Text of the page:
Storm, Flood Warnings for Oregon Coast
(Oregon Coast) – The National Weather Service (NWS) has issued warnings and advisories about high winds, exceptionally heavy surf and some flooding on the Oregon coast, as a major storm system has begun moving in Monday and already causing bits of havoc with the power.
A high wind warning is in effect until 4 a.m. Tuesday for the entire the Oregon coast and the southern part of Washington’s coastline. The NWS issued this Sunday, with the warning having started earlier today. To see current, realtime weather and wave data, click here.
“South winds of 35 to 45 mph, with gusts to near 70, have already been reported,” the NWS said in a bulletin. “The winds will increase and reach their peak tonight, with sustained south winds of 35 to 50 mph and gusts up to 75 mph.”
The NWS said the open beaches and headlands, sustained winds will be higher and gusts could be up to 80 mph.
Winds are likely to decrease in the wee hours of Tuesday morning once a cold front moves onshore, and a very strong offshore low pressure system moves into the British Columbia area of Canada.
The NWS said these conditions may lead to property damage, downed trees and power outages.
Indeed, power has been flickering on and off on the coast. Melissa Stetzel, manager of Nehalem Bay Winery on the north coast, said she was hurrying to make coffee before the power went out for a long period.
Brian Hines, owner of San Dune Inn in Manzanita, expected the power to go out sometime tonight, based on the winds that were already gathering strength and the way power had been ducking in and out of existence.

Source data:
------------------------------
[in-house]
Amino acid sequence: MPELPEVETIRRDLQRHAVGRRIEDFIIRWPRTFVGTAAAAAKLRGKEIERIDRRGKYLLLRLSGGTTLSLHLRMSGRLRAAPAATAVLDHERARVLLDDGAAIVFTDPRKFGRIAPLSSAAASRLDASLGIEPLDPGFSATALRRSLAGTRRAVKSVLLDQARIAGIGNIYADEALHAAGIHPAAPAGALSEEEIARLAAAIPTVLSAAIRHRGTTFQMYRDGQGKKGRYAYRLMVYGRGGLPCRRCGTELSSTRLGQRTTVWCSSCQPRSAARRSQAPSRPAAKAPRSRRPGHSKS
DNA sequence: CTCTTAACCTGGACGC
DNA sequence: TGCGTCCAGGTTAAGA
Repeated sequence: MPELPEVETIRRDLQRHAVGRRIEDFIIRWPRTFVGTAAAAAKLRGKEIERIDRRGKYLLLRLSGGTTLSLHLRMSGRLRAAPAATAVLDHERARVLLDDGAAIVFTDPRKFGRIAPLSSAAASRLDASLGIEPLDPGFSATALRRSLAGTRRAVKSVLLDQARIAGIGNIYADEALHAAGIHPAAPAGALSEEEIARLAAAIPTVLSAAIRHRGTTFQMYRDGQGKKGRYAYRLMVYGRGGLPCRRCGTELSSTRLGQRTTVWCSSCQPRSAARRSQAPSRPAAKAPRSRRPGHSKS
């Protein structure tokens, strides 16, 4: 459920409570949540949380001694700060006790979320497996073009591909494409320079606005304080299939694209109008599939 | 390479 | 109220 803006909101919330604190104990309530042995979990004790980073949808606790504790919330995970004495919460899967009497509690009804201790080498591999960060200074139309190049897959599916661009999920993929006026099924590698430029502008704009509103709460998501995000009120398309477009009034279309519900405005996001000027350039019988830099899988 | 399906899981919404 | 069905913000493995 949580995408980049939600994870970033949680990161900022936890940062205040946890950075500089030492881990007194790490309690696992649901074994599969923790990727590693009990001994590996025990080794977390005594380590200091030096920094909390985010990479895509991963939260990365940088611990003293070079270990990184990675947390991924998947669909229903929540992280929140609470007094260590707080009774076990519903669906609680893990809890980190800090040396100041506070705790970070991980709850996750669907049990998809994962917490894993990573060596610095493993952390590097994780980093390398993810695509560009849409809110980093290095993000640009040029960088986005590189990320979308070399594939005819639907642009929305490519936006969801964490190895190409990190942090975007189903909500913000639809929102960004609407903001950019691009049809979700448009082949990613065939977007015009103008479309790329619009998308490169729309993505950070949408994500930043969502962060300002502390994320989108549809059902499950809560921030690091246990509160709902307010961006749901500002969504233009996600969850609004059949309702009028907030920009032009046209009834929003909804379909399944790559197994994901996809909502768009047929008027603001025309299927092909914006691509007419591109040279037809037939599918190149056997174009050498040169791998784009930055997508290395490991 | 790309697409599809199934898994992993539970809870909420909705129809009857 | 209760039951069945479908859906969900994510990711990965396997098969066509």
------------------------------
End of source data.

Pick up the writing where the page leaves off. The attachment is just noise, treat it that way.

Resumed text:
In Garibaldi, overlooking the bay, Lee Ann Neal was posting updates on her Facebook page. “No, no one is beating the side of my house with a baseball bat,” she wrote. “It's just a coastal gale.”
Neal went on to say the power blinked off for two seconds after she’d posted that. “I looked out the window, and all I could see were a smattering in the distance on 101, and the lights of a lone boat on the bay. Eerie, but cool.”
The NWS also issued a flood advisory for the coast until 3 p.m. Tuesday, and a high surf advisory until 6 p.m. on Tuesday.
High winds and high sea swells will be generated by this coastal system, just as what the NWS called “astronomical” high tides will be hitting the beaches. The high tides will be near their monthly maximum due to the new moon, which will make for unusually monstrous waves.
“The published tide for Tongue Point, Oregon is expected to peak at 7.6 feet on Tuesday at 2 a.m., and at 9.5 feet at 1 p.m. on Tuesday,” the NWS said.
Storm surges will be in the one- to three-foot range, and that, coupled with rising rivers, will raise the water levels in the bays that drain the coast range rivers. Low-lying areas along the coast are likely to be flooded, which includes a section of 101 just south of Seaside.
“The greatest possibility of tidal overflow will be during the high tide, around 1 p.m. on Tuesday,” the NWS said.
The high surf advisory bulletin mentions the possibility of seas climbing to 23 to 27 feet, resulting in dangerous beach conditions. Waves will be slamming the surf zone, which will be exacerbated by “the prominence of the enhanced lunar tidal cycle” – meaning the new moon’s pull on the high tide.
The NWS said seas have already reached 23 feet earlier Monday just off the mouth of the Columbia River. As of 4 p.m. on Monday, Keith Chandler, manager of Seaside Aquarium, said the seas did not look that big yet from his vantage point at the aquarium.
“Extreme caution must be exercised,” the NWS said. “Large logs and other debris can easily be tossed around by the force of these waves. Even the largest logs can roll easily on gently sloped beaches in ankle deep water.”
In Depoe Bay, the waves were already looking quite spectacular, however. From the Depoe Bay Winery’s front row seats-like window, employee Angi Wildt said customers have been gawking at them all day.
One group of Midwesterners were especially awed by the display, Wildt said.
“High winds and awesome sea spray,” Wildt said. "The wind is blowing so hard that it's hard to walk in a straight line east or west."
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